By sector meanwhile, offices continue to see the lion’s share of activity, accounting for nearly 50% of trading volumes in the opening quarter, but interest in other sectors including emerging areas such as hotels and residential, is also strong. Indeed, it is a lack of stock more than a shortage of demand which has prevented other market segments posting a higher level of activity and hence yield compression continues across all sectors to tempt vendors to come forward.
Not all markets are seeing the same trends of course, with trading volumes dipping in certain areas, such as the UK, Norway, Poland, Sweden and Belgium. For some markets this is simply a reflection of the timing of deals but it is clear that the UK in particular is facing a slowing in activity as the market adjusts to the negative yield gap between debt and property.
The strongest gains in activity have been seen in Western Europe as more investors focus on markets with more stock to meet their needs. Compared to average quarterly trading volumes in 2006, the first quarter saw a strong increase in activity in the Netherlands, Finland and Italy but the biggest boost to overall numbers – helping to compensate for the fall in UK activity – has been an increase in activity in France (up 24% on last year’s quarterly average) and Germany (up 17%). Among the Emerging markets, Turkey has seen the strongest gains in activity but most are expecting to post higher volumes for the year overall.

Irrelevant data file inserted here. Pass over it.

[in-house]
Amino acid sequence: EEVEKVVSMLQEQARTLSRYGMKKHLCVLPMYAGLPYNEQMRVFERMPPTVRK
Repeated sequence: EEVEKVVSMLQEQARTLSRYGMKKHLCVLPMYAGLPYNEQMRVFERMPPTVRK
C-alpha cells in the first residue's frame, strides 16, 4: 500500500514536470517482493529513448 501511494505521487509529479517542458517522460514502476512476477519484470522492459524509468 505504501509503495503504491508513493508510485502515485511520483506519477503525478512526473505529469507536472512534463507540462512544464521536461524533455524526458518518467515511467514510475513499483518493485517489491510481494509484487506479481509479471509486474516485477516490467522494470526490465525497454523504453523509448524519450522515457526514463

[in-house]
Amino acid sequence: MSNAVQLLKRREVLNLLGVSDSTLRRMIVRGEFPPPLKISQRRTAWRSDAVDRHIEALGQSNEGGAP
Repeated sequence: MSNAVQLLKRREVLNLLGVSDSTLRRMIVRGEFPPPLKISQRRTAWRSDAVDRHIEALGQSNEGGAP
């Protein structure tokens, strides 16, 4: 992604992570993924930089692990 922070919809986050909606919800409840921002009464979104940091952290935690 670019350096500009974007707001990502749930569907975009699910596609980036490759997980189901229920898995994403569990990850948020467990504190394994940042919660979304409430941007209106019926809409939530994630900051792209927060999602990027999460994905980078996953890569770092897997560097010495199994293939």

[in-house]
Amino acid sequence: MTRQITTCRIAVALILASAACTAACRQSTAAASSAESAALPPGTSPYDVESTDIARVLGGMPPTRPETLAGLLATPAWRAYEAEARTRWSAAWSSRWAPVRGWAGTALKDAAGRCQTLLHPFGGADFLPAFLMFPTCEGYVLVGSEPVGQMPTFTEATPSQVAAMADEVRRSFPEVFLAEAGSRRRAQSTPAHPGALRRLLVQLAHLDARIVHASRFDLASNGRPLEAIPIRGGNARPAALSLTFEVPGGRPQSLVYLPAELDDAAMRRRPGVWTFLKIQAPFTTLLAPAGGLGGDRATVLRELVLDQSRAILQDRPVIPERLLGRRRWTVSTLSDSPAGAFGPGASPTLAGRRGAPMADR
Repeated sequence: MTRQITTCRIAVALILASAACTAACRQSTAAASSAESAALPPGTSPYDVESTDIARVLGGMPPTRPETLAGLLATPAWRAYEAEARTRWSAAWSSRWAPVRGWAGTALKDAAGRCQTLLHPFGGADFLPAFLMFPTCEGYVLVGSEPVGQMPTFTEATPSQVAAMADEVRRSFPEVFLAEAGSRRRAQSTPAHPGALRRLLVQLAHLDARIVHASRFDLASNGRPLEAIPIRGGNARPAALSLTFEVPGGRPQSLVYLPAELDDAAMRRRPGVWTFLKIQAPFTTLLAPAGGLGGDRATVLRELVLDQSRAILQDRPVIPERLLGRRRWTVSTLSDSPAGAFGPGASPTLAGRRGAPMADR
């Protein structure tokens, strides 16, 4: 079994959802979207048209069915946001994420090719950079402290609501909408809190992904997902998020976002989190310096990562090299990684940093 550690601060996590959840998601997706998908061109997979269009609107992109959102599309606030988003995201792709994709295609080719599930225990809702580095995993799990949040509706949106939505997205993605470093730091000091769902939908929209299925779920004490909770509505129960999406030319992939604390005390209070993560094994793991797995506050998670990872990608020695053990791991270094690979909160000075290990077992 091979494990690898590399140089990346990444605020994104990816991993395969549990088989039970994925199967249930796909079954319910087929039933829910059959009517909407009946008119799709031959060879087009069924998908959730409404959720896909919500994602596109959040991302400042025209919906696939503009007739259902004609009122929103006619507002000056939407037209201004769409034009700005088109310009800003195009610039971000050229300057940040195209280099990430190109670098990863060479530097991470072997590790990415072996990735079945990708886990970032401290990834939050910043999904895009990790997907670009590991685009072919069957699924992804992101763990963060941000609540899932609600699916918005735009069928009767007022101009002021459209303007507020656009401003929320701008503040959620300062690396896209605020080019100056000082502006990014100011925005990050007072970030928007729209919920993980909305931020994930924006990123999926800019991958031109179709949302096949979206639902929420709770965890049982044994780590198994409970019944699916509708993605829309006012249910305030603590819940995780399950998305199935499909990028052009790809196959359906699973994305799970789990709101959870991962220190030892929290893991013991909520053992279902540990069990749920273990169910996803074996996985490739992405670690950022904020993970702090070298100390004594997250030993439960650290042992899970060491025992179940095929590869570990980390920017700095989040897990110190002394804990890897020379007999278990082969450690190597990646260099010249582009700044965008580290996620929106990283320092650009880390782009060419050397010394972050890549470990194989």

Secondary cities, across Europe, are attracting more interest, meanwhile, as investors face a tight supply and low yields in the larger markets.
“For many foreign investors, this is the first time they have focussed on some of Europe’s smaller cities and we anticipate a further steady increase in demand in these locations over the next 1-2 years, with a focus on well-let property.” commented Rhydderch.
“Whilst the UK market is now stabilising and there is some evidence of a cooling in residential markets in one or two areas in Europe”, added Hutchings, “the commercial property market in Continental Europe is still enjoying buoyant conditions, with yields falling, rental growth picking up and strong inflows of new investment.”
With prime rents growing on average at an annual rate of 10.2% across Europe in the opening quarter, the performance outlook for the year is very promising. The stronger economic upturn is being reflected in improving consumer sentiment and, as a result, both retail and office markets are moving ahead – with annualised growth of 11.2% and 12.1% respectively in the opening quarter. A steady rise in construction costs will add to the pressure on rents, helping to justify the levels of yield now being paid.
“The economic backdrop for 2008/9 is looking somewhat uncertain as we wait to see how ingrained inflation is becoming and hence what we can expect for interest rates.” cautioned Hutchings, “ However the short term picture is very positive and we are looking forward to a potentially record year for investment volumes of over €240bn, 7.7% ahead of last year.”